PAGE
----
MP Matt Western has been accused of political mischief making by council chiefs at Warwick District Council.
The Warwick and Leamington MP has made no secret of his anger at the authority’s plans to build a new headquarters in Leamington town centre.
The Labour MP has arranged a public meeting at Leamington Town Hall on Monday April 16 to debate the relocation plans, which include redeveloping the council’s current Riverside House headquarters for new homes.
But leader of the Conservative-controlled council Andrew Mobbs, and chief executive Chris Elliott, say they were not made aware of, or invited to attend the meeting before it was announced publicly.
They say they will not attend the meeting but will instead be arranging a public information event of their own to highlight the plans.
Coun Mobbs said: “It would have been common courtesy, on the part of our local MP, to have approached both myself and Chris Elliott first before setting a date for this meeting and publicising it, to see whether we were available to take part. It is not my intention to attend because this is purely a political ploy and mischief making concerning a council decision that has received cross party support over the years.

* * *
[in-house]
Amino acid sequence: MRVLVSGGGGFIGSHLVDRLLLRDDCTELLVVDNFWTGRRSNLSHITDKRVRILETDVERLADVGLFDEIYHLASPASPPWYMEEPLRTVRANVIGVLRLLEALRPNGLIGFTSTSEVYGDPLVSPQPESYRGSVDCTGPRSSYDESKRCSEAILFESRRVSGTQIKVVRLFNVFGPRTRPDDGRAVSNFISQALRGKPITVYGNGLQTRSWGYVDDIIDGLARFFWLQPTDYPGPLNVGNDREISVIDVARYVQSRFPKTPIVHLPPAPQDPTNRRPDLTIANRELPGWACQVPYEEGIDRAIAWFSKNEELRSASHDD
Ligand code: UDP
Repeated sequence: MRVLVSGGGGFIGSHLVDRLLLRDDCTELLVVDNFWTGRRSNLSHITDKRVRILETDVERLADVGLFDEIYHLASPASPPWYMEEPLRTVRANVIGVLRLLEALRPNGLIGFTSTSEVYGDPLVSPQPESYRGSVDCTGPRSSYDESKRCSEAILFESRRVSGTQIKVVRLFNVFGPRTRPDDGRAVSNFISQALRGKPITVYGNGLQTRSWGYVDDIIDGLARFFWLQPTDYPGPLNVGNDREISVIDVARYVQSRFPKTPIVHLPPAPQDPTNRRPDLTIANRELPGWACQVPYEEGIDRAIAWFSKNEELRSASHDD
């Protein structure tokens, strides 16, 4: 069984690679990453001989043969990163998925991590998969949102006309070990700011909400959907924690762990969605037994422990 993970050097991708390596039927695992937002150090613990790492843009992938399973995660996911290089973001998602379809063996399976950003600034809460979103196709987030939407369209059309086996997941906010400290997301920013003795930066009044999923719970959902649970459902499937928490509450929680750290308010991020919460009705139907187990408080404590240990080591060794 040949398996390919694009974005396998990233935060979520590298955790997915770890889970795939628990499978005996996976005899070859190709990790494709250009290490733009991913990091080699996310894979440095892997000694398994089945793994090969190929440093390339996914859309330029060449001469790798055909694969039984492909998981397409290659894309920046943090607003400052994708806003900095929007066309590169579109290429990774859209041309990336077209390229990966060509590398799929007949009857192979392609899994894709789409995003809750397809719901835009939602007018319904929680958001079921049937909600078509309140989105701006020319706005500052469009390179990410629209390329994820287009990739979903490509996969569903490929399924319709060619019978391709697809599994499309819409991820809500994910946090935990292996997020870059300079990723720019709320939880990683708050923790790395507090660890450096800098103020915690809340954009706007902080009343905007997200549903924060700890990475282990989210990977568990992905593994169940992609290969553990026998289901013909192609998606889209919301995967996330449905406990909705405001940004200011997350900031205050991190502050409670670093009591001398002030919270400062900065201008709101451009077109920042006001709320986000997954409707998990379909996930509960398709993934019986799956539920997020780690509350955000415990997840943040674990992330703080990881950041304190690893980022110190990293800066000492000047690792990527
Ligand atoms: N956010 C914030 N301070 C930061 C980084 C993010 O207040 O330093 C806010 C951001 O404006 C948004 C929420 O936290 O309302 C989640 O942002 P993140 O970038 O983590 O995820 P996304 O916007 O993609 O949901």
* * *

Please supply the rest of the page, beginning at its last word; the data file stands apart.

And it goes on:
“The Labour group leader at the time was fully informed and briefed on a regular basis as were other group leaders. All group leaders supported our HQ move.
“Misleading statements and the attempt to whip up a furore for political gain merely damages the district.”
He added the council had followed the usual consultation process with businesses, stakeholders and residents, including an exhibition in the Royal Priors shopping centre, and added he had not received any correspondence from individual businesses who were against the council’s relocation.
But Mr Western refuted Coun Mobbs’ claim and said he had sent an invite for him to attend the meeting before it was made public.
Mr Western, in his response to Coun Mobbs, said: “It is most disappointing that you will not attend the public meeting. I’m sure you don’t need reminding that you are accountable to the public, in a role paid for by the public. I think you may want to reflect on this.
“I’m not sure how many members of the public you’ve spoken to on this matter but they are not happy with the Council proposals and they want to hear from you in public.
“Likewise, businesses feel as though they are not being heard.”
“The consultation and period for public response was over December and fell under the radar of most people hence the demand for you to explain your proposals and decisions. The planning meeting then happened at very short notice in early January, shortly after the closing date for responses, particularly if you take out the Christmas holidays.”